What I Watched Instead of the Superbowl: Video Dance

I love watching dance, which often means watching it live on stage. Video dance, which is dance made for the camera, is relatively rare, but, I believe, a better medium for dance.

Dance performances typically occur on stage with a live audience. Sometimes these performances are documented on video or film. This is not what I'm talking about.

Video dance is dance made for the camera. It's not just a long-shot of a stage. I think video dance is a better medium for dance for two reasons:

  1.  Dance is tiring, and this places major constraints on what can be done on stage, unlike traditional theatre, because saying lines is not exhausting. Film is better for dance for the same reason film is better for martial arts.
  2.  Choreographed dance requires an enormous amount of rehearsal and effort. There should be more payoff than a few performances. Film can last forever.

It's difficult to describe the concept of video dance to people-- even dancers. They bring up movies like The Company,  or the recent The Black Swan, which are not a dance movies, but normal movies about dance. Most video dances that are made are music videos, and occasionally musicals that are made info films, such as West Side Story.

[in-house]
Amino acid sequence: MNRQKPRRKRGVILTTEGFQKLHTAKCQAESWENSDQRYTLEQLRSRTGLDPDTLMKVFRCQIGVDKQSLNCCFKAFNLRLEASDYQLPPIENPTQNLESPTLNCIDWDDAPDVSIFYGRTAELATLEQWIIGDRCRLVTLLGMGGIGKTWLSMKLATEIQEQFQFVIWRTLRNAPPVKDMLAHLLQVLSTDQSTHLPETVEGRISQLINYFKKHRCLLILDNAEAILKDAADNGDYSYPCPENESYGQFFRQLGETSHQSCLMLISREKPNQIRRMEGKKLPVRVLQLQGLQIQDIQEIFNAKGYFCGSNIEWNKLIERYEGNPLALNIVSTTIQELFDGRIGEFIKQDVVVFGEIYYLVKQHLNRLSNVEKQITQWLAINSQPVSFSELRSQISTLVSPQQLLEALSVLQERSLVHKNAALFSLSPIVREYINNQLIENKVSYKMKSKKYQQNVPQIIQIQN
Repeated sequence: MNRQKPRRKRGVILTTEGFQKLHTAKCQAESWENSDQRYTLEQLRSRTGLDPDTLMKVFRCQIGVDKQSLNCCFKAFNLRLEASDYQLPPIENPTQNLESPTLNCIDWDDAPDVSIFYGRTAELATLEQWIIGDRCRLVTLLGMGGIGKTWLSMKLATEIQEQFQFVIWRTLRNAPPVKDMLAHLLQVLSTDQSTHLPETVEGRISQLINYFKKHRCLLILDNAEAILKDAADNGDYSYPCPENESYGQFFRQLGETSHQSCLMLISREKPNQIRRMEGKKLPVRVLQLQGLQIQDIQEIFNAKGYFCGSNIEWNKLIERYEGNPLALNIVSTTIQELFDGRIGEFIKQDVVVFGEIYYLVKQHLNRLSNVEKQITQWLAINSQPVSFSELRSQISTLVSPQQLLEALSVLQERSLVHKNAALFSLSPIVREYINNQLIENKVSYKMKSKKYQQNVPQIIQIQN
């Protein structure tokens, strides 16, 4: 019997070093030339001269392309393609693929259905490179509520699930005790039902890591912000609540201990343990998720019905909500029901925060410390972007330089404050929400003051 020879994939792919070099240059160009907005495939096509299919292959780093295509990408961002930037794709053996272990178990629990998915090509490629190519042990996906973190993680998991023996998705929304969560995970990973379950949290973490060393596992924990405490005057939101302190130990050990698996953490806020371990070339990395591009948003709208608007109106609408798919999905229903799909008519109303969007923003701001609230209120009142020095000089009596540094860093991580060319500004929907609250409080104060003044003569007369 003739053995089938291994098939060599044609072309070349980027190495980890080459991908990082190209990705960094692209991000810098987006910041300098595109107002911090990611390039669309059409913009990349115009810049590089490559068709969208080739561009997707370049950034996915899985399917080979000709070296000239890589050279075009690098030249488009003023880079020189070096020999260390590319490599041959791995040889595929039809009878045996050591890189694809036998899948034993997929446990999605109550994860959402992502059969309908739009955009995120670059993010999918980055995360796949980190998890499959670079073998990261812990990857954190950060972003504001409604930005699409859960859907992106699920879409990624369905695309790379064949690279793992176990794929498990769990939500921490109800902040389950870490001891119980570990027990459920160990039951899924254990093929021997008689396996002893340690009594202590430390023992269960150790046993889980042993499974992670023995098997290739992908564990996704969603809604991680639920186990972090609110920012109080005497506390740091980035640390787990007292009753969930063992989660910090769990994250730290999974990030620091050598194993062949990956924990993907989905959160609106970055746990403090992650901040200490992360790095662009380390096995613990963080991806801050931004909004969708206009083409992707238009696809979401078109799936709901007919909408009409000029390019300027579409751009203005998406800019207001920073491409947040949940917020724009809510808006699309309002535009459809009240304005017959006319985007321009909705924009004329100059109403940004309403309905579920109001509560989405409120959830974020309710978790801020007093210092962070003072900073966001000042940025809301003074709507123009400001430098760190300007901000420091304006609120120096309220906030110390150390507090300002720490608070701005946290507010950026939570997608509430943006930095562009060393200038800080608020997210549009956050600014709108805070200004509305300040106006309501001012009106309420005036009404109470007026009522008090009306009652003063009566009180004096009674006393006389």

Last night my wife and I had dancer Natasha Royka over for dinner and to watch some video dance. We watched Lodela. You can see it here (24 minutes):

Even if you only watch the first minute or so, you will see how different it is from documenting staged dance. The camera is placed on the head, the camera is put upside down, there are close-ups of eyelids. This stuff you can't do on stage. You can try to get the same feeling by doing other things, but you can't do them like this.  It's beautiful. A part of me would love to make video dance.

We also watched this Pas de Deux: http://www.nfb.ca/film/pas_de_deux_en/
Which uses a film technique, but you will note that it is basically documentation: One point of view, the dancers' full bodies are visible for almost all of it.

We also watched some popular dance that I'm a fan of:

Les Twins:
We No Speak Americano:

Saturday we had a much worse dance experience.
We went to see Savion Glover.

Here is a two-minute clip of the kind of stuff Savion Glover does (not from the show I saw, but you'd never know the difference):

Impressive, right? Well, picture that lasting a hour and a half. He has no stage presence, he rarely even looked up, his hands did basically nothing. He was poorly lit, and wore black on a black background. It was a very boring show.

I complained to Natasha, who recommended the Nicholas Brothers. This clip blew me away. This is what I want to see in tap dancing (3 minutes):


I feel a little bad about dissing Glover, but for the opportunity cost. When I think of all the talent in the world, who was the NAC not showing because they had him?

If you are interested in dance or pilates in Ottawa, check out the Natasha Royka Movement Studio.

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